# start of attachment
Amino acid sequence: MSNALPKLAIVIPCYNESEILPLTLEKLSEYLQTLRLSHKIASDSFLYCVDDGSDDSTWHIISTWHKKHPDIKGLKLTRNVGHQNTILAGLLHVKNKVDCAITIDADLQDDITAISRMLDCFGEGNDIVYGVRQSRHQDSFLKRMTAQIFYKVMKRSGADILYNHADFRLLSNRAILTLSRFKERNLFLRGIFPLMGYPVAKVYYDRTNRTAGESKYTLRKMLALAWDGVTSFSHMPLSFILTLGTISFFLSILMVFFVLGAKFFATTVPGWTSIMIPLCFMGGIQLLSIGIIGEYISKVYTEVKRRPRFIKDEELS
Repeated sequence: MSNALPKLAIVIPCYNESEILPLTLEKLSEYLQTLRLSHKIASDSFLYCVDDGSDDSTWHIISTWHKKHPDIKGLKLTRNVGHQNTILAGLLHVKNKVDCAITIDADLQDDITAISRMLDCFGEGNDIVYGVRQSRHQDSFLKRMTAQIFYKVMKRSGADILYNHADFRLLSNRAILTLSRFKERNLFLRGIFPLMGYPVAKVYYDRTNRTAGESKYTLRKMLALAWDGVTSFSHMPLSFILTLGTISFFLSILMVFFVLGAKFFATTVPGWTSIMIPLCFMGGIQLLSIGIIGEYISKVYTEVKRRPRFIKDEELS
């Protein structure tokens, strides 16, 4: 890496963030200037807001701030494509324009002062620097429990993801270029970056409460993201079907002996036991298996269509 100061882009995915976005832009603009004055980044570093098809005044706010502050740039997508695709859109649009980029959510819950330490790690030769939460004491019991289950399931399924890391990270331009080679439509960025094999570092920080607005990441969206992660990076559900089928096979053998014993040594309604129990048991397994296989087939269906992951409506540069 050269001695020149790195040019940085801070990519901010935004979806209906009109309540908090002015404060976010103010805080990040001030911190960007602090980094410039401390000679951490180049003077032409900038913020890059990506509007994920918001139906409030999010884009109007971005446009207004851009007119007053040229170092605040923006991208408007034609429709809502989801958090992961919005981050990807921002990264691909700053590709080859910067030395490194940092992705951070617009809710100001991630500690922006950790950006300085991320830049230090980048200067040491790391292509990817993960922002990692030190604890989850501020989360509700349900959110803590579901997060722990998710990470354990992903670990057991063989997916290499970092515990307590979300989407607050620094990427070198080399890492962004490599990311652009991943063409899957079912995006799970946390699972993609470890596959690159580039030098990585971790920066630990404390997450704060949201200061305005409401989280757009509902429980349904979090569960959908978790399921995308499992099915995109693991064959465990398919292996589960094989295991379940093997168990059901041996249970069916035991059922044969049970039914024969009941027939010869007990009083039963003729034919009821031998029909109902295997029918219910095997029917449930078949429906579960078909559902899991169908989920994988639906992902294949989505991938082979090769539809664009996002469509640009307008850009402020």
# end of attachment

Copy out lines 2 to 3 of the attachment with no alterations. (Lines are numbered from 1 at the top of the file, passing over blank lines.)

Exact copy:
Repeated sequence: MSNALPKLAIVIPCYNESEILPLTLEKLSEYLQTLRLSHKIASDSFLYCVDDGSDDSTWHIISTWHKKHPDIKGLKLTRNVGHQNTILAGLLHVKNKVDCAITIDADLQDDITAISRMLDCFGEGNDIVYGVRQSRHQDSFLKRMTAQIFYKVMKRSGADILYNHADFRLLSNRAILTLSRFKERNLFLRGIFPLMGYPVAKVYYDRTNRTAGESKYTLRKMLALAWDGVTSFSHMPLSFILTLGTISFFLSILMVFFVLGAKFFATTVPGWTSIMIPLCFMGGIQLLSIGIIGEYISKVYTEVKRRPRFIKDEELS
């Protein structure tokens, strides 16, 4: 890496963030200037807001701030494509324009002062620097429990993801270029970056409460993201079907002996036991298996269509 100061882009995915976005832009603009004055980044570093098809005044706010502050740039997508695709859109649009980029959510819950330490790690030769939460004491019991289950399931399924890391990270331009080679439509960025094999570092920080607005990441969206992660990076559900089928096979053998014993040594309604129990048991397994296989087939269906992951409506540069 050269001695020149790195040019940085801070990519901010935004979806209906009109309540908090002015404060976010103010805080990040001030911190960007602090980094410039401390000679951490180049003077032409900038913020890059990506509007994920918001139906409030999010884009109007971005446009207004851009007119007053040229170092605040923006991208408007034609429709809502989801958090992961919005981050990807921002990264691909700053590709080859910067030395490194940092992705951070617009809710100001991630500690922006950790950006300085991320830049230090980048200067040491790391292509990817993960922002990692030190604890989850501020989360509700349900959110803590579901997060722990998710990470354990992903670990057991063989997916290499970092515990307590979300989407607050620094990427070198080399890492962004490599990311652009991943063409899957079912995006799970946390699972993609470890596959690159580039030098990585971790920066630990404390997450704060949201200061305005409401989280757009509902429980349904979090569960959908978790399921995308499992099915995109693991064959465990398919292996589960094989295991379940093997168990059901041996249970069916035991059922044969049970039914024969009941027939010869007990009083039963003729034919009821031998029909109902295997029918219910095997029917449930078949429906579960078909559902899991169908989920994988639906992902294949989505991938082979090769539809664009996002469509640009307008850009402020």